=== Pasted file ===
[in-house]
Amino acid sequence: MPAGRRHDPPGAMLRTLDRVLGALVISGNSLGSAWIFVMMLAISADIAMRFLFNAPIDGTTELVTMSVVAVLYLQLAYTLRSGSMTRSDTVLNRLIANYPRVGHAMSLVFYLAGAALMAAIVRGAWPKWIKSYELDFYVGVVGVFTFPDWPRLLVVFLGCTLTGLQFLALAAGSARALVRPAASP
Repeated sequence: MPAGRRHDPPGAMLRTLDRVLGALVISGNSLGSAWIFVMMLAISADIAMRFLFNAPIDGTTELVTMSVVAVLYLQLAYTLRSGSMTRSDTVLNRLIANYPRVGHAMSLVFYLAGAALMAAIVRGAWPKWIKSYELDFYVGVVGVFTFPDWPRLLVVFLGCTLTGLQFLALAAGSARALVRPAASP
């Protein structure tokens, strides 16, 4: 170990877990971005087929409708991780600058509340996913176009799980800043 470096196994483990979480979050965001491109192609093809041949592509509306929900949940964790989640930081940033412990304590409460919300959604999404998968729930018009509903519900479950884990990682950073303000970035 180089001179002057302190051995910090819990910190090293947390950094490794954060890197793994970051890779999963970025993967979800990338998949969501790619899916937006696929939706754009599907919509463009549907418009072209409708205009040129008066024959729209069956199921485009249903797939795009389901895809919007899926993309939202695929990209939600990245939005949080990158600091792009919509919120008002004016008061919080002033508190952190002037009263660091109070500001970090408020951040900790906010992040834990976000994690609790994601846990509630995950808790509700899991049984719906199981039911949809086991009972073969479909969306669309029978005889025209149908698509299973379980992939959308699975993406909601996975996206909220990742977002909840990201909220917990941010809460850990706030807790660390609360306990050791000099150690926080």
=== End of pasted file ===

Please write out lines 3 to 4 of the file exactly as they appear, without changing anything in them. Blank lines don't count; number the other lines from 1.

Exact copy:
Repeated sequence: MPAGRRHDPPGAMLRTLDRVLGALVISGNSLGSAWIFVMMLAISADIAMRFLFNAPIDGTTELVTMSVVAVLYLQLAYTLRSGSMTRSDTVLNRLIANYPRVGHAMSLVFYLAGAALMAAIVRGAWPKWIKSYELDFYVGVVGVFTFPDWPRLLVVFLGCTLTGLQFLALAAGSARALVRPAASP
């Protein structure tokens, strides 16, 4: 170990877990971005087929409708991780600058509340996913176009799980800043 470096196994483990979480979050965001491109192609093809041949592509509306929900949940964790989640930081940033412990304590409460919300959604999404998968729930018009509903519900479950884990990682950073303000970035 180089001179002057302190051995910090819990910190090293947390950094490794954060890197793994970051890779999963970025993967979800990338998949969501790619899916937006696929939706754009599907919509463009549907418009072209409708205009040129008066024959729209069956199921485009249903797939795009389901895809919007899926993309939202695929990209939600990245939005949080990158600091792009919509919120008002004016008061919080002033508190952190002037009263660091109070500001970090408020951040900790906010992040834990976000994690609790994601846990509630995950808790509700899991049984719906199981039911949809086991009972073969479909969306669309029978005889025209149908698509299973379980992939959308699975993406909601996975996206909220990742977002909840990201909220917990941010809460850990706030807790660390609360306990050791000099150690926080």